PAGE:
One who practices the four Brahma viharas, namely, . Metta (loving kindness) loves all living beings without any discrimination "just as a mother loves her only child"; . Karuna (compassion) is being compassionate to all living beings that are either suffering and in trouble; . Mudita (sympathetic joy) is partaking in the happiness, joy and success of others; . Upekkha (equanimity) is retaining equanimity in the face of all troubles. A sincere practice of these will help in resolving the current problems.

The practice of Pancha sila: . abstention from killing . thieving l sexual misconduct . lying and l consumption of intoxicants; and Ariya Astanga Magga: . Right understanding . Right intention . Right speech . Right action . Right livelihood . Right effort . Right mindfulness and . Right concentration will resolve problems of contemporary society.

The present education, bereft of any values, is teaching man to be affluent and acquisitive, producing experts who are seldom given any moral or ethical values. In other words, it is not making them human. One cannot discover one's divinity without first being human.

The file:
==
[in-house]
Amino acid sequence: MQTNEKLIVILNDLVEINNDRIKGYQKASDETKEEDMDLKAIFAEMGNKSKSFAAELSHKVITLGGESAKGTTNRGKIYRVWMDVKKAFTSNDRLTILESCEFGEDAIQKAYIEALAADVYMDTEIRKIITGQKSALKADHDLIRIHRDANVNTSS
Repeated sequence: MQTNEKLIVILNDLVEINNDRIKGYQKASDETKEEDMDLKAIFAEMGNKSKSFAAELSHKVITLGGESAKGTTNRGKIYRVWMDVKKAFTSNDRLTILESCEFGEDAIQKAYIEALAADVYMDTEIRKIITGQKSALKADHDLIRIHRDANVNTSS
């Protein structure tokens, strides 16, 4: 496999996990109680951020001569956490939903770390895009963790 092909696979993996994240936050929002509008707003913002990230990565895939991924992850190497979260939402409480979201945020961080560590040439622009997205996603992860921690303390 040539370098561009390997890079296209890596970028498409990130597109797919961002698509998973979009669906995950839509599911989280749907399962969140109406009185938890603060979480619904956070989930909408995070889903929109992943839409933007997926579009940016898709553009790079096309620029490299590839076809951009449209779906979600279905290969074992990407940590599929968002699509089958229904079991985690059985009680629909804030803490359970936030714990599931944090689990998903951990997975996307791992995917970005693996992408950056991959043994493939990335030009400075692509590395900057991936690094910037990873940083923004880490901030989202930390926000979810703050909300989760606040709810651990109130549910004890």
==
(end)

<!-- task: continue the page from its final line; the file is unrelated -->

On Rajadharma: In the Buddhist canon we find sermons on the life a ruler or an administrator ought to lead. Cited below are the 10 duties or principles of a king known as Dasa-raja-dhamma. . A Generosity in giving . Self-sacrifice or selflessness . Honesty . Gentleness . Not being given to luxurious living . Self-restraint . Absence of anger . Non-violence . Patience . Agreeability

Today these dhammas are more relevant to society. Rulers of the world should learn lessons from these ideals.

Women did not enjoy equality with men during the Buddha's times. Hemchandra, a pandit, called women Naraka marga dvarasya dipika (the torch lighting the way to hell). Mara said: "No woman with two-finger wisdom (narrow) which is hers could ever hope to reach those heights which are attained only by the sages".

But the Buddha condemned this. He did not disrespect women, but considered them only feeble. Nevertheless, he did not treat women as inferior to men. The Pali word for women is Matugama, which means mother-folk. The Buddha says that mother and father are the 'pubbacharya', that is the first teachers. He also asserts that parents are like the Brahma, the Creator, as they give us life: "Brahmati matapitaro".